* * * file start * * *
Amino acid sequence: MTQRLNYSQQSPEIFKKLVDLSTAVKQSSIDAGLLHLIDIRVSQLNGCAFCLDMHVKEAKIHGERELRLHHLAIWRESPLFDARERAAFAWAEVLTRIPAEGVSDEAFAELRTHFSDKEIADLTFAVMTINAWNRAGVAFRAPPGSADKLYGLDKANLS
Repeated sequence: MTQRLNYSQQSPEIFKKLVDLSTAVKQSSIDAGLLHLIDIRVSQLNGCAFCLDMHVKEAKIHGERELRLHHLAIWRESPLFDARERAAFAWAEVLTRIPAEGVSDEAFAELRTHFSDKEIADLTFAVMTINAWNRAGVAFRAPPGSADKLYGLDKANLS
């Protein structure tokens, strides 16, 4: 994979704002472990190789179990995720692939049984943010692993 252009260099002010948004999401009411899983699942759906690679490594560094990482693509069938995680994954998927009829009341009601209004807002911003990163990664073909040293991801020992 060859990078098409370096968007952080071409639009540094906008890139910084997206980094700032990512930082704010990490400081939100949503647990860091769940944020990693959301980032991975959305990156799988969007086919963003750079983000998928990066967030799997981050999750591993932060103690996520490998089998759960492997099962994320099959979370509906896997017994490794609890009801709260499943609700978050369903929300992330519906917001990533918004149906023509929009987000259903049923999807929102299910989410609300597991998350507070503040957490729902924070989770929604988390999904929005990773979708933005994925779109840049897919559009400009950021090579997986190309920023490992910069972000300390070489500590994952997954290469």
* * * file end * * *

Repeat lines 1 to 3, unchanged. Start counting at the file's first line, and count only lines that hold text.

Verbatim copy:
Amino acid sequence: MTQRLNYSQQSPEIFKKLVDLSTAVKQSSIDAGLLHLIDIRVSQLNGCAFCLDMHVKEAKIHGERELRLHHLAIWRESPLFDARERAAFAWAEVLTRIPAEGVSDEAFAELRTHFSDKEIADLTFAVMTINAWNRAGVAFRAPPGSADKLYGLDKANLS
Repeated sequence: MTQRLNYSQQSPEIFKKLVDLSTAVKQSSIDAGLLHLIDIRVSQLNGCAFCLDMHVKEAKIHGERELRLHHLAIWRESPLFDARERAAFAWAEVLTRIPAEGVSDEAFAELRTHFSDKEIADLTFAVMTINAWNRAGVAFRAPPGSADKLYGLDKANLS
């Protein structure tokens, strides 16, 4: 994979704002472990190789179990995720692939049984943010692993 252009260099002010948004999401009411899983699942759906690679490594560094990482693509069938995680994954998927009829009341009601209004807002911003990163990664073909040293991801020992 060859990078098409370096968007952080071409639009540094906008890139910084997206980094700032990512930082704010990490400081939100949503647990860091769940944020990693959301980032991975959305990156799988969007086919963003750079983000998928990066967030799997981050999750591993932060103690996520490998089998759960492997099962994320099959979370509906896997017994490794609890009801709260499943609700978050369903929300992330519906917001990533918004149906023509929009987000259903049923999807929102299910989410609300597991998350507070503040957490729902924070989770929604988390999904929005990773979708933005994925779109840049897919559009400009950021090579997986190309920023490992910069972000300390070489500590994952997954290469």